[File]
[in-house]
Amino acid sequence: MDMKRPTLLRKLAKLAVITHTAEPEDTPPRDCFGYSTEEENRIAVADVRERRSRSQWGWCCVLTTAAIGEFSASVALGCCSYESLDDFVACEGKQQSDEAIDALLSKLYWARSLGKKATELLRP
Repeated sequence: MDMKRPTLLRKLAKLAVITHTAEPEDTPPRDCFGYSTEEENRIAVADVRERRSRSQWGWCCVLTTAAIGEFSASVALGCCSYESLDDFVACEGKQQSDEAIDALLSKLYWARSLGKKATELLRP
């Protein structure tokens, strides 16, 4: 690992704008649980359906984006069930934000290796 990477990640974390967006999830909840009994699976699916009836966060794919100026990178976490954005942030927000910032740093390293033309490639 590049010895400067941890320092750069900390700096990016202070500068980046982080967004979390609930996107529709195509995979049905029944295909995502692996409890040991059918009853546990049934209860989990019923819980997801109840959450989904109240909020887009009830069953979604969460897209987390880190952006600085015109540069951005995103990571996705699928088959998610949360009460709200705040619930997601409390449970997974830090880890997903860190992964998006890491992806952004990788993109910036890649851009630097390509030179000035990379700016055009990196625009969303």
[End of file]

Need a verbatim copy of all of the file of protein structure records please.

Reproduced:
[in-house]
Amino acid sequence: MDMKRPTLLRKLAKLAVITHTAEPEDTPPRDCFGYSTEEENRIAVADVRERRSRSQWGWCCVLTTAAIGEFSASVALGCCSYESLDDFVACEGKQQSDEAIDALLSKLYWARSLGKKATELLRP
Repeated sequence: MDMKRPTLLRKLAKLAVITHTAEPEDTPPRDCFGYSTEEENRIAVADVRERRSRSQWGWCCVLTTAAIGEFSASVALGCCSYESLDDFVACEGKQQSDEAIDALLSKLYWARSLGKKATELLRP
């Protein structure tokens, strides 16, 4: 690992704008649980359906984006069930934000290796 990477990640974390967006999830909840009994699976699916009836966060794919100026990178976490954005942030927000910032740093390293033309490639 590049010895400067941890320092750069900390700096990016202070500068980046982080967004979390609930996107529709195509995979049905029944295909995502692996409890040991059918009853546990049934209860989990019923819980997801109840959450989904109240909020887009009830069953979604969460897209987390880190952006600085015109540069951005995103990571996705699928088959998610949360009460709200705040619930997601409390449970997974830090880890997903860190992964998006890491992806952004990788993109910036890649851009630097390509030179000035990379700016055009990196625009969303």